"Friday's scheduled launch of NASA's Phoenix Mars Lander aboard a United Launch Alliance Delta II rocket has been postponed 24 hours. The two available launch times on Saturday, Aug. 4, are 5:26:34 a.m. and 6:02:59 a.m. EDT."
Space & Planetary Science: July 2007 Archives
Editor's update: According to Doug McCuistion, Mars Exploration Program director, speaking at a press conference today regarding the potential problems with the MARDI instrument and testing of the Phoenix lander "It is important to remember that we bought a used car".
One Image Planned During Descent of Phoenix , NASA JPL
"The issue is not the camera itself, which is capable of taking multiple downward-looking images of the landing area during the final three minutes of flight. Tests of the assembled lander found that an interface card has a small possibility of triggering loss of some vital engineering data if it receives imaging data during a critical phase of final descent. That possibility is considered an unacceptable risk, and the potential problem with the interface card was identified too late for changing hardware. The card has circuitry that routes data from various parts of the payload."
Editor's note: Although NASA and all of the mission participants are very shy about saying this, Phoenix was originally called the Mars Surveyor 2001 lander - a spacecraft with significant hardware commonality with the Mars Polar Lander. As you may recall, MPL crashed into Mars when the jolt of its engines firing made some sensors think the spacecraft had landed - so it shut the engines off - and ... splat. The main culprit was found to be incomplete integrated testing prior to launch.
It's great that they did more integrated testing this time, but I have to wonder why they waited to test such things in an integrated fashion where results from that testing could not result in a hardware fix, but rather not using part of the spacecraft's hardware - thus diminishing its capability.
And although the "science" won't be affected once Phoenix is on the surface, this is a case where the spacecraft's overall objectives will not be met - despite the spin NASA is trying to put on it. Otherwise, why was a descent imager capable of multiple images included on the spacecraft in the first place?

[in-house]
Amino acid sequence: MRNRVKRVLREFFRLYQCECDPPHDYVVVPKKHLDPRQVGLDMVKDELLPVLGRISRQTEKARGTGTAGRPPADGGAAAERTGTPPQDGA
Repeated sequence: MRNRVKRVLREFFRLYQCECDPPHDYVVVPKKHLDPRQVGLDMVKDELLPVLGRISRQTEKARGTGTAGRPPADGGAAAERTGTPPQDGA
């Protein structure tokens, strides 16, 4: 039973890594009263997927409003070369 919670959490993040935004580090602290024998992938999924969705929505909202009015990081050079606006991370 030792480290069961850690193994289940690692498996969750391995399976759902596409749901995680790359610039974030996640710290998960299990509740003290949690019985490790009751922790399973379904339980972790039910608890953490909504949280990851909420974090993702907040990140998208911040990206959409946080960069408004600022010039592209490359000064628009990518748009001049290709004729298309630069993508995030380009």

But wait - NASA/JPL is saying that "the mission will still be capable of accomplishing all of its science goals."
I am confused. This mission fact sheet at the University of Arizona says: "Mars Descent Imager (MARDI) - Built by Malin Space Science Systems MARDI plays a key science role during Phoenix's descent to the Martian arctic. Beginning just after the aeroshell is jettisoned at an altitude of about 5 miles, MARDI will acquire a series of wide-angle, color images of the landing site all the way down to the surface."
And further, this page at Malin Space Science Systems says "The Phoenix Mars Descent Imager (MARDI) will provide a context in which all other Phoenix observations can be fully understood. Among the most important questions to be asked about a spacecraft sitting on a planet is "Where is it?" and "Descent imaging provides a bridge between orbiter pictures, that tell us about regional and global scales, and lander images of very small, "micro-scale" attributes of the planet."
So what is it, NASA? Does this instrument play a key "science role" in this mission or doesn't it? You really need to be consistent with what you've said previously before you try and spin bad news into something a little more palatable.
Editor's update: Malin Space Science Systems was issued a stop work order on MARDI effective 1 June 2007.
"Primary reasons for the move were a combination of highly limited launch opportunities for Dawn in July and the potential impact to launch preparations for the upcoming Phoenix Mars Lander mission, set for early August. A September launch for Dawn maintains all of the science mission goals a July launch would have provided."
NASA Mars Program Threatened by Senate Funding Bill, Planetary Society
"It appears that the entire sum will be taken out of the Mars exploration budget, including $20 million from funds supporting the Mars Exploration Rovers. This could force NASA to shut down the Mars rovers at the end of the current fiscal year!"
Editor's note: "It appears" and "could force"? Sorry Lou, that's not quite what I am hearing from NASA and elsewhere here in Washington. While the Senate did take $30 million out of Mars reserves, the House did not do this in their version of the bill and between subsequent conference action on this bill and inherent flexibility within NASA's Mars program, this is not expected to be present in the final Appropriations bill.
Besides, what kind of message would Congress be sending out by singling out a single, small item such as the rovers - just as Opportunity is poised to enter Victoria Crater - at the same time as they are going out of their way to tell people how they have substantially increased the money they feel NASA deserves?
The Planetary Society has been (rightfully and to their credit) complaining about space science cuts. So, guess what: Congress strongly reverses this trend - and yet the Planetary Society still seems to be missing the bigger picture.